Id. at 1381; see also Homeland Housewares, LLC v. Sorensen Research and Development Trust,
No. CV 11-3720-GW(JEMx), 2013 WL 12126217 (C.D. Cal. June 27, 2013) (Alleged infringer
was the prevailing party because the benefit it sought “was not specifically invalidating the
patent, but in establishing that it was not liable for infringement.”) (citation omitted).
Finding that a party who establishes non-infringement is a prevailing party, despite losing
other claims, is warranted by the “unique nature of the relationships engendered by patent law.”
Manildra Milling Corp. v. Ogilvie Mills, Inc., 76 F.3d 1178, 1183 (Fed. Cir. 1996).
A patentee receives the right to exclude all others from making, using, or selling
the patented invention…A judicial declaration that one is free from another’s
right to exclude alters the legal relationship between the parties [because the]
patentee no longer can enforce his patent against the would-be infringer
litigant…The freedom to practice an invention without fear of suit by the patentee
is a valuable commercial benefit. By removing the potential threat of the patentee
instituting an infringement action, the competitor necessarily alters the patentee’s
subsequent behavior to his benefit.
Id. (internal citations omitted). That is what happened in this case.
By successfully challenging a patent through either a finding of non-infringement or
invalidity, the prevailing party obtains “significant latitude” by “strip[ping]” the patentee of a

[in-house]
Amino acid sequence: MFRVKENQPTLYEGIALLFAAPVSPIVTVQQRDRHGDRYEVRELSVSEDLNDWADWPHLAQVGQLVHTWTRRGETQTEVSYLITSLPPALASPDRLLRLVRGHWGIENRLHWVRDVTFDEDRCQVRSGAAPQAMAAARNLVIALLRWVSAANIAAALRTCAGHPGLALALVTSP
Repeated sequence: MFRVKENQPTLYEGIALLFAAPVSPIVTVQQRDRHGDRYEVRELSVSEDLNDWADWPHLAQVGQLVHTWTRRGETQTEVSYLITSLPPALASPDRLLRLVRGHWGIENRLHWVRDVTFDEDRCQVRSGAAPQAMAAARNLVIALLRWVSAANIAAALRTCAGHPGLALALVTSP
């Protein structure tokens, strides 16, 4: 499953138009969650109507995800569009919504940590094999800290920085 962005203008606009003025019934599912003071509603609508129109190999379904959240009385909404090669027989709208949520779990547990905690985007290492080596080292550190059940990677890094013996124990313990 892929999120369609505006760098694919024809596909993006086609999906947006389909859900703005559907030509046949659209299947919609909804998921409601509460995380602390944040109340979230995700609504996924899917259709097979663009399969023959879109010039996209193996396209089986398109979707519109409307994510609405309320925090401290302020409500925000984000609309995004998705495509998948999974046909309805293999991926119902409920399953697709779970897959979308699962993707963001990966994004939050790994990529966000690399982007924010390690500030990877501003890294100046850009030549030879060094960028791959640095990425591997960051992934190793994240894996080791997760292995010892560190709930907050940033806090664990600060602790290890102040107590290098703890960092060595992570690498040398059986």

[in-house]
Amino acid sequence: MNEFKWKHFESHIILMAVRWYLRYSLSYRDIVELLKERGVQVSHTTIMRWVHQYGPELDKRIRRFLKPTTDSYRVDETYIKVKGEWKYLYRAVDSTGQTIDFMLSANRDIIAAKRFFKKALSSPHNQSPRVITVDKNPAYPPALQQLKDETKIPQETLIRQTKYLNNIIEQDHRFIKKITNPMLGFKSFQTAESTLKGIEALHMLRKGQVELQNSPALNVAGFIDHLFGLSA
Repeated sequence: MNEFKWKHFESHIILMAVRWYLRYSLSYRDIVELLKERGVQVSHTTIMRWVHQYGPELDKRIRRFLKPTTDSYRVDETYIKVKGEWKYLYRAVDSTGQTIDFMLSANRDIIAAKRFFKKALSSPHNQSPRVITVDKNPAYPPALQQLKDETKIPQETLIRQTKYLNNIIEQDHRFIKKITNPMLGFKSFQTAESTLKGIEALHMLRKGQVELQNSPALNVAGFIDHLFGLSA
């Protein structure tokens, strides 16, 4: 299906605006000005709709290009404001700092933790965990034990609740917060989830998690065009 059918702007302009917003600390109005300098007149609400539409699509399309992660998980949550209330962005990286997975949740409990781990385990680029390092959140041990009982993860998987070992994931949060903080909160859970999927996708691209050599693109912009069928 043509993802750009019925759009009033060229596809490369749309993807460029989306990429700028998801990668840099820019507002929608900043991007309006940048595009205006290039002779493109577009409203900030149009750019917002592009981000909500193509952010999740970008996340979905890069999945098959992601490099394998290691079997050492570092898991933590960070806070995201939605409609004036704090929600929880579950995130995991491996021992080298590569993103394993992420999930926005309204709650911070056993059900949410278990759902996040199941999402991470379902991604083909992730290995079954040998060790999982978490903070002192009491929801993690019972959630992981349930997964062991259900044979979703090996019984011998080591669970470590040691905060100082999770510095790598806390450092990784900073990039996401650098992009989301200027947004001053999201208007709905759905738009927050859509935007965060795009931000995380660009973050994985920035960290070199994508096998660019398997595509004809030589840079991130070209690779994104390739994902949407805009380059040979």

“competitive edge” and allowing the parties to “play on a more level field.” Id. (citation
omitted). This is a “court ordered change in the legal relationship” between the parties in
Defendants’ favor. Caraustar Custom Packaging Grp. (Maryland), Inc. v. Stockart.com, LLC,
No. 3:05CV377-MU, 2006 WL 3371679, at *1 (W.D.N.C. Nov. 20, 2006); Farrar v. Hobby, 506
U.S. 103, 111-12 (1992)). Such a change occurred here.
Plaintiff used its patents as a sword in this litigation. Through its claims, Plaintiff was
able to prevent Defendants from selling the TMT to the DOD for four years. Defendants’ goal
was to establish non-infringement and the freedom to sell the TMT. Defendants raised several
defenses, any one of which would have achieved that goal. When Defendants obtained a
dismissal as to the ‘253 Patent and the Court found non-infringement as to the ‘067 Patent,
Defendants prevailed, just as the alleged infringers in Brooks, Manildra, and Homeland
prevailed. Defendants procured a “court ordered change in the legal relationship” between the
parties in the Defendants’ favor. The change in the parties’ legal relationship gave Defendants
the freedom to sell the TMT without fear of suit and without Plaintiff telling customers the TMT
infringes its patents. This was “a valuable commercial benefit” that “necessarily alter[ed]
[Plaintiff’s] subsequent behavior to [Defendants’] benefit.” Manildra, 76 F.3d at 1183.
Accordingly, Defendants were the prevailing party.
Next, Plaintiff attempts to object to various line items on Defendants’ Bill of Costs, but it
seems unclear that such analysis is permissible. However, even if the Court were to engage in the
line-item review Plaintiff seeks, Plaintiff’s objections to those line items are unconvincing and
Finally, Defendants do not dispute Plaintiff’s objection related to a $1,675.50
mathematical error, the $400.00 docketing fee, and the $182.52 service fee for a cancelled
deposition. These are Plaintiff’s valid objections, and Defendants agrees that those costs should
be removed. That leaves a total of $14,988.30 to be awarded.
IT IS, THEREFORE, ORDERED that Plaintiff’s “Opposition to Defendants’ Bill of
Costs” (#250) is OVERRULED. The Clerk is directed to award Defendants’ Bill of Costs in the
amount of $14,988.30.
Signed: April 28, 2021